In fall 1968, Bonnie Knapp was a first-year student at Clarion and was looking for ways to make social connections.

Merle “Butch” Minick was a junior who, along with his Phi Sigma Kappa brothers, was looking for help decorating the fraternity’s float for the Autumn Leaf Festival parade.

Fast forward to July 2023. The pair returned to campus to reminisce about where it all began, part of a week-long excursion that culminated in the celebration of their 50th wedding anniversary.

“We were getting floats ready for ALF. We needed some labor, and we went to the dorm and got all these girls. They started putting flowers together,” Butch said.

“I was at Forest Grove, my first dorm,” Bonnie said. “It was my first weekend on campus, and (the Phi Sig brothers) came to get people to work on the floats. It was a way to get out and meet people.”

Butch doesn’t remember the actual moment their paths intersected that Saturday, but he recalls that later in the day, Bonnie asked him where she could find a newspaper.

“Well, it’s up the street,” he responded.

“Can you show me?” Bonnie asked. She admits that she was flirting. It worked.

“We had a date,” Butch said. “We went to a show. I picked a flower from the hillside to give to her.”

They were together from then on.

Originally from Tidal, near New Bethlehem, Butch was pursuing a secondary education degree, planning to teach history. He completed student teaching at Keystone High School in Knox, but after he graduated in 1970, Uncle Sam intervened. Selective Service was using a lottery system, and they called Butch’s number. He enlisted in the U.S. Navy.

In Clarion, Bonnie, who grew up in Sewickley and was an elementary and special education major, continued with her school work and was active in operatic productions. As her senior year approached, Bonnie learned about a Kappa Delta Pi overseas student teaching program that Clarion and Miami University in Ohio were collaborating to offer. She signed up and made arrangements to student teach in Athens, Greece.

Before she left, Butch had a question to ask and a piece of jewelry to offer, which Bonnie accepted. They married July 28, 1973, a year after she graduated.

Their early years of marriage were spent with Bonnie teaching and pursuing her master’s degree, and Butch 400 meters below sea level in a submarine. Bonnie’s only way of communicating during those 100-day deployments was through an allotment of five, 10-word messages that the Navy could transmit to the submarine via a floating antenna. They had no holidays together until Butch’s enlistment was up.

In the Navy, Butch worked in nuclear engineering. When he returned to civilian life, he enrolled in engineering courses in Pittsburgh. He crossed the Bloomsfield Bridge to go to class.

“The left turn went to the Cathedral of Learning; the right turn went to the (Pittsburgh Penguins’) Igloo,” he said, indicating the irresistible lure of hockey games. “I didn’t finish my degree, but I pursued the career.”

He worked as an insurance loss consultant engineer before moving into the nuclear power industry. He retired at age 62 as the nuclear supervisor for third-party inspections, ensuring compliance with American Society of Mechanical Engineers’ codes. He worked as an overseas consultant in Italy and Switzerland for another four years before fully retiring at age 66.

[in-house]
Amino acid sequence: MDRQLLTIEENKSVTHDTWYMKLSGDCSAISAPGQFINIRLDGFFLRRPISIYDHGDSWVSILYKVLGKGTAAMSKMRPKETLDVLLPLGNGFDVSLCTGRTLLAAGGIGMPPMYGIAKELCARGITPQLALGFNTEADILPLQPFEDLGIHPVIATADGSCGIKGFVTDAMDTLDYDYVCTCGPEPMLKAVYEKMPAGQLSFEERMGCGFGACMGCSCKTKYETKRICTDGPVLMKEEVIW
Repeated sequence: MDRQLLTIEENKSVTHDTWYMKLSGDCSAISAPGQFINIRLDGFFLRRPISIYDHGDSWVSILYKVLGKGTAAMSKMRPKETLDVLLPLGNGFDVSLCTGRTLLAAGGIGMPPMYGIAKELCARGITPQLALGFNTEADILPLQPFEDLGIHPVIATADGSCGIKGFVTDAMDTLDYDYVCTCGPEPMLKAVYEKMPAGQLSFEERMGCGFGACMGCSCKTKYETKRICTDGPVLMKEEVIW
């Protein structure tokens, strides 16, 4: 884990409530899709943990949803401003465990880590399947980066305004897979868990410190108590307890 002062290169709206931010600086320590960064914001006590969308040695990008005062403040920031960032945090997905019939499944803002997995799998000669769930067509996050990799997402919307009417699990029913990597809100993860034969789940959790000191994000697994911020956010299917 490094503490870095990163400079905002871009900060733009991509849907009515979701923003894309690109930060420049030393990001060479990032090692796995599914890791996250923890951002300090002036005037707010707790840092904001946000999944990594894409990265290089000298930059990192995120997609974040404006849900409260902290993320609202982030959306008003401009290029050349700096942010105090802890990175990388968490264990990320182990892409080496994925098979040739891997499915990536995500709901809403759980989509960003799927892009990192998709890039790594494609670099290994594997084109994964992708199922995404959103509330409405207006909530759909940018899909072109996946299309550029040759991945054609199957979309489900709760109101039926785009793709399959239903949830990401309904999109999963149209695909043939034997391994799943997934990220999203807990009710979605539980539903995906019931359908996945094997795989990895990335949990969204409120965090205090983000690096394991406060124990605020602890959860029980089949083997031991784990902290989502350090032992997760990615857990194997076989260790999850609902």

Bonnie completed her master’s in special education, followed by a Ph.D. in curriculum and supervision. She taught elementary education for one year before moving to Allegheny Intermediate Unit as a special education teacher and serving in other capacities, including master teacher, curriculum supervisor, then as director of the Western Instructional Support Center. She finished her career as assistant to the executive director, AIU3, Pittsburgh.

“In  my role  as assistant executive director, I oversaw community education programs which provided educational  services to children, youth and families in non-traditional settings. Among these were Head Start, homeless children and family services, family support centers, young children with disabilities, travel instruction services for youth with disabilities, educational services for youth in detention centers and shelters, youth and adults in jails and adult (English as a second language) services," Bonnie said. "I had the honor of working with staff members who made enormous differences in people’s lives.”

The Minicks live on a 34-acre farm in Sewickley, which they feel blessed to still share with Bonnie’s 97-year-old mother. They have two male cats, Bobo and Nikki or Nicky – spelled differently by Butch and Bonnie. Each winter, Butch flies to Florida with Bonnie’s mom, then flies home to make the trip by car with Bonnie and the cats. Their Florida home – much to Pittsburgh sports fan Butch’s delight – is “so close” to the Pirates training camp.

In addition to Clarion, their 50th anniversary trip includes stops in Tidal to visit Butch’s parents’ graves, Bedford Springs, Treasure Lake, State College, Lebanon and Philadelphia.

“I said to (Bonnie), it would be really nice to come here and go to college now,” Butch said.

“The campus is fantastic,” Bonnie said of their summertime visit. “It’s got a lot of energy. Even though nobody is on campus, it feels alive. It’s so new and well maintained.”